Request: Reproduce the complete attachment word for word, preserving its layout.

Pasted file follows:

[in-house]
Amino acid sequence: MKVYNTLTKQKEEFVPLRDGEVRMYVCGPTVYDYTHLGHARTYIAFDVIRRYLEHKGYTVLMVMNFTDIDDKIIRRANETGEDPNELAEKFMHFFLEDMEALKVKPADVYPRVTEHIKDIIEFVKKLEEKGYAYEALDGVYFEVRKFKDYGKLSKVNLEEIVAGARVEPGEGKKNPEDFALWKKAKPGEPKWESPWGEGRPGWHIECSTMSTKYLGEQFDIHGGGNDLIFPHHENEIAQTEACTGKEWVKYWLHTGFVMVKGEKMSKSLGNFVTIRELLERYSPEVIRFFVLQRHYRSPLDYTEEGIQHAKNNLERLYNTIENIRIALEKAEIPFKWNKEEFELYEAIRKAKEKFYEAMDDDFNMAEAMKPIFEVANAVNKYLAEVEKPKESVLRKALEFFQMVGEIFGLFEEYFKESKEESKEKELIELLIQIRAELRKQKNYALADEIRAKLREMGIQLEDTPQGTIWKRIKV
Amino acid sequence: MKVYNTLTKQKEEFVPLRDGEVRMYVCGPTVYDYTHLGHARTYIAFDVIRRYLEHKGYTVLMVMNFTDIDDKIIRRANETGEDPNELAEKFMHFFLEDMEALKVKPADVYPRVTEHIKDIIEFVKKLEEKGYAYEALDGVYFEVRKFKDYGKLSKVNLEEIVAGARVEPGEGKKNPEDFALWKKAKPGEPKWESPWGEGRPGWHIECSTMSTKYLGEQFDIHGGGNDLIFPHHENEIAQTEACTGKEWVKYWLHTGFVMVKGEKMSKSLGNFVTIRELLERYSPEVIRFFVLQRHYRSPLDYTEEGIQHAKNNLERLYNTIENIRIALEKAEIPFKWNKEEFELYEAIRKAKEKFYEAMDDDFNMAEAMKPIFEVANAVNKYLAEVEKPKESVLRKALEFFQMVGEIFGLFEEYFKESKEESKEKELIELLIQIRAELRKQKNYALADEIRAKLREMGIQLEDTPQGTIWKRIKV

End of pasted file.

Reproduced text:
[in-house]
Amino acid sequence: MKVYNTLTKQKEEFVPLRDGEVRMYVCGPTVYDYTHLGHARTYIAFDVIRRYLEHKGYTVLMVMNFTDIDDKIIRRANETGEDPNELAEKFMHFFLEDMEALKVKPADVYPRVTEHIKDIIEFVKKLEEKGYAYEALDGVYFEVRKFKDYGKLSKVNLEEIVAGARVEPGEGKKNPEDFALWKKAKPGEPKWESPWGEGRPGWHIECSTMSTKYLGEQFDIHGGGNDLIFPHHENEIAQTEACTGKEWVKYWLHTGFVMVKGEKMSKSLGNFVTIRELLERYSPEVIRFFVLQRHYRSPLDYTEEGIQHAKNNLERLYNTIENIRIALEKAEIPFKWNKEEFELYEAIRKAKEKFYEAMDDDFNMAEAMKPIFEVANAVNKYLAEVEKPKESVLRKALEFFQMVGEIFGLFEEYFKESKEESKEKELIELLIQIRAELRKQKNYALADEIRAKLREMGIQLEDTPQGTIWKRIKV
Amino acid sequence: MKVYNTLTKQKEEFVPLRDGEVRMYVCGPTVYDYTHLGHARTYIAFDVIRRYLEHKGYTVLMVMNFTDIDDKIIRRANETGEDPNELAEKFMHFFLEDMEALKVKPADVYPRVTEHIKDIIEFVKKLEEKGYAYEALDGVYFEVRKFKDYGKLSKVNLEEIVAGARVEPGEGKKNPEDFALWKKAKPGEPKWESPWGEGRPGWHIECSTMSTKYLGEQFDIHGGGNDLIFPHHENEIAQTEACTGKEWVKYWLHTGFVMVKGEKMSKSLGNFVTIRELLERYSPEVIRFFVLQRHYRSPLDYTEEGIQHAKNNLERLYNTIENIRIALEKAEIPFKWNKEEFELYEAIRKAKEKFYEAMDDDFNMAEAMKPIFEVANAVNKYLAEVEKPKESVLRKALEFFQMVGEIFGLFEEYFKESKEESKEKELIELLIQIRAELRKQKNYALADEIRAKLREMGIQLEDTPQGTIWKRIKV